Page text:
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Turkish economy facing major challenges

Hardy Graupner with Reuters
June 22, 2018

For years on end, Turkey has been able to log astonishing growth rates. But economists are now sounding the alarm bells, saying that political uncertainties are not the only cause for concern in the coming months.

Itsanbul port
Image: picture-alliance/dpa/R. Hackenberg

When President Recep Tayyip Erdogan came to power back in 2002, the Turkish economy was in a miserable state and had just received a badly needed bailout from the International Monetary Fund.

There's no denying that the Turkish economy made huge strides on Erdogan's watch, be it during his years as prime minister or later as president of the country, with lots of towns, production sites and businesses experiencing nothing short of a boom.

However, since the July 2016 coup attempt, things have changed for the worse. Political uncertainties and the creeping erosion of democratic institutions haven't immediately ruined growth rates, though.

In fact, Turkey's economy expanded by a staggering 7.4 percent in the first quarter of 2018, confirming the president's often-cited claim that his nation is among the world's fastest growing economies.

Q1 expansion followed 11.3-percent growth and 7.3-percent growth in the third and fourth quarters of last year, according to data by the Turkish Statistics Institute (TUIK). President Recep Tayyip Erdogan welcomed the latest figures, saying that "we continue to grow strongly with solid macroeconomic fundamentals."

Reaching the end of the line?

While acknowledging Turkey's robust economic expansion in recent years, some economists doubt that the momentum can be kept up for much longer.

"Growth is still maintained, but that's mainly because the state started to pump money into the economy, but it neglected other key things like inflation and the devaluating currency —  so, there's no longer a sustainable policy," political economist Erdal Yalcin told DW on Friday. He works at the Konstanz University of Applied Sciences in Germany.

Yalcin argued that Turkey's economy needed to make structural changes, but added that achieving this amid political tension would be difficult.

"There's broad consensus that growth is set to decline," he said. "The Turkish economy is confronted with difficult conditions in the next months. The situation is made even worse because of the uncertainties about the political future of the country."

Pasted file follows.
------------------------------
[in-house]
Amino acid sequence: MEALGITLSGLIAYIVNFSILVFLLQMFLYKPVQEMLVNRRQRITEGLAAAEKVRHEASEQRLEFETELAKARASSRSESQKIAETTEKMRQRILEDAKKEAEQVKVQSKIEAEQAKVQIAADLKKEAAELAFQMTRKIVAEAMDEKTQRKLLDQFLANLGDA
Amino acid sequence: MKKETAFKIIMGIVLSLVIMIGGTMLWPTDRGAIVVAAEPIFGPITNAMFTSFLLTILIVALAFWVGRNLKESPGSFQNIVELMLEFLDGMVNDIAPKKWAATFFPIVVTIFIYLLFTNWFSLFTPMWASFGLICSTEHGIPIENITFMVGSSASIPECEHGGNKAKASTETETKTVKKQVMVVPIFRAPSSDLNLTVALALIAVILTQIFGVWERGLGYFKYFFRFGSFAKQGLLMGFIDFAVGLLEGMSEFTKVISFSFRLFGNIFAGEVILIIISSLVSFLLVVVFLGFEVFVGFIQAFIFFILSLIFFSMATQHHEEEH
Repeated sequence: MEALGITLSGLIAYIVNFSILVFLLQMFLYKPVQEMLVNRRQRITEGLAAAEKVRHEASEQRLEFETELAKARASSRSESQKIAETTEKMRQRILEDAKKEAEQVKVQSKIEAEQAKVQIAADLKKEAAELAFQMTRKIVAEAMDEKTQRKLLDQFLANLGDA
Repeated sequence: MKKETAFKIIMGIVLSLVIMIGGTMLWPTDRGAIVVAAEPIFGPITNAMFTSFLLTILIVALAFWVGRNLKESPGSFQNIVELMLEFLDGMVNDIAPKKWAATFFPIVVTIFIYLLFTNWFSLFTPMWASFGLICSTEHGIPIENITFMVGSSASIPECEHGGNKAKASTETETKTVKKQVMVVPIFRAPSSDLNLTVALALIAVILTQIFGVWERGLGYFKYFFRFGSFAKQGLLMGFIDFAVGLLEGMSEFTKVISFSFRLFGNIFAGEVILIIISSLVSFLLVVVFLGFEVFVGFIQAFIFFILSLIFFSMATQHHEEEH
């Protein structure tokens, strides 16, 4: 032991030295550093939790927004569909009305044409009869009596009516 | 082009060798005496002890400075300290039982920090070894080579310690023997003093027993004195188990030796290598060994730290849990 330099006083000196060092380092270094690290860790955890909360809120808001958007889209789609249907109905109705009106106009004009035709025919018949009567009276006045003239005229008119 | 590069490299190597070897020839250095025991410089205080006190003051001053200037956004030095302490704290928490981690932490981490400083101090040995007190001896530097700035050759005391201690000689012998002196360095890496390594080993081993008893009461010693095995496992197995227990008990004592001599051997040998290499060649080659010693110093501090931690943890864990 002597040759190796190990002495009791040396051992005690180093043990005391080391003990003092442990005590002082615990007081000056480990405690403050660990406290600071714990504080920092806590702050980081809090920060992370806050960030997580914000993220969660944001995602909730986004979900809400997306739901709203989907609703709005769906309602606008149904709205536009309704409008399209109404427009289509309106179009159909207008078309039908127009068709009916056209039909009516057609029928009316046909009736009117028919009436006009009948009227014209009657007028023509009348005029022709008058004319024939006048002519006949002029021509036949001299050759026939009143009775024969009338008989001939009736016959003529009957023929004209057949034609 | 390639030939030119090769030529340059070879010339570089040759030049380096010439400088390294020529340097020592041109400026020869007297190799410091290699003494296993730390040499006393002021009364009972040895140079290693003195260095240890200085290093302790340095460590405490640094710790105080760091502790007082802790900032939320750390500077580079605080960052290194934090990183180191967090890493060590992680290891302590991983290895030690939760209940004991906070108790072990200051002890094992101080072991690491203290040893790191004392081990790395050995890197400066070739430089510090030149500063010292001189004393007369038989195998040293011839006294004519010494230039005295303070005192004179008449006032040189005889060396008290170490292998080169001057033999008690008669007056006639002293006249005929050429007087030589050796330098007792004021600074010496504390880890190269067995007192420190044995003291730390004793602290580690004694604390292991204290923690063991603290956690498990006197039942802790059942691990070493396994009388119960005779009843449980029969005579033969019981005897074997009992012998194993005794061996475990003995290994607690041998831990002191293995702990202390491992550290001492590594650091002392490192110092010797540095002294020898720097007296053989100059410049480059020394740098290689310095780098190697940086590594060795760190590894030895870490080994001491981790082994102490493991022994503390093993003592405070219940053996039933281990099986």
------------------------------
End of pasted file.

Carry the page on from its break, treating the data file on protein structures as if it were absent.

Capital Economics analyst Jason Tuvey is of the same opinion. He told Reuters that "an abrupt slowdown is on the cards over the coming quarters," insisting that the economy had been plagued by fears of overheating, while inflation remained high at 12.15 percent in May with the current account deficit widening.

Trying to keep the lira at check

Financial market players have urged Turkey to focus on fighting double-digit inflation and have been deeply concerned about plans by Erdogan (a self-described enemy of interest rates) to seek more influence over the central bank.

The latter raised rates twice in two weeks after the lira hit record lows and for the first time ever dropped below the 5.0 ceiling against the dollar on May 23. Turkey's currency rallied after the rate hikes, but only briefly.

The truth is that since the start of this year, the currency has shed almost 20 percent of its value against the greenback.

Imports a headache

And there are other warning signs. While the weak lira has boosted Turkish exports — shipments abroad reached €135 billion ($157 billion) in 2017 — the country still depends on too many imports.

Particularly a large number of intermediate goods that the nation needs for domestic production come from overseas  — and somebody's got to pay for them eventually.

The private sector alone logs some $225 billion in long-term overseas loans, mostly in dollars or euros, central bank figures show. The reason for this is obvious. Turkish enterprises have been eager to take out such loans because of lower interest rates. Now they have to worry about the downside of their decision as the rapid decline in the lira means debt-servicing costs are spiraling.

Post-election Turkey will need to figure out how to decrease the volume of essential imports, which it can only do by putting the economy in a position to produce a lot more higher value-added products itself in the long run.

Economists agree that moving up the value production chain will require deep structural reform and a complete overhaul of the education system to satisfy the demand of highly skilled labor.

Producing household appliances and cars cheaply (which Turkey has been doing successfully for so many years) is not enough any more for the country to propel itself to a higher level of economic performance.

It finally needs to invest more in high-tech industries. As one economic observer, Abid Ali, aptly said, Turkey "can't rely on shopping malls forever."

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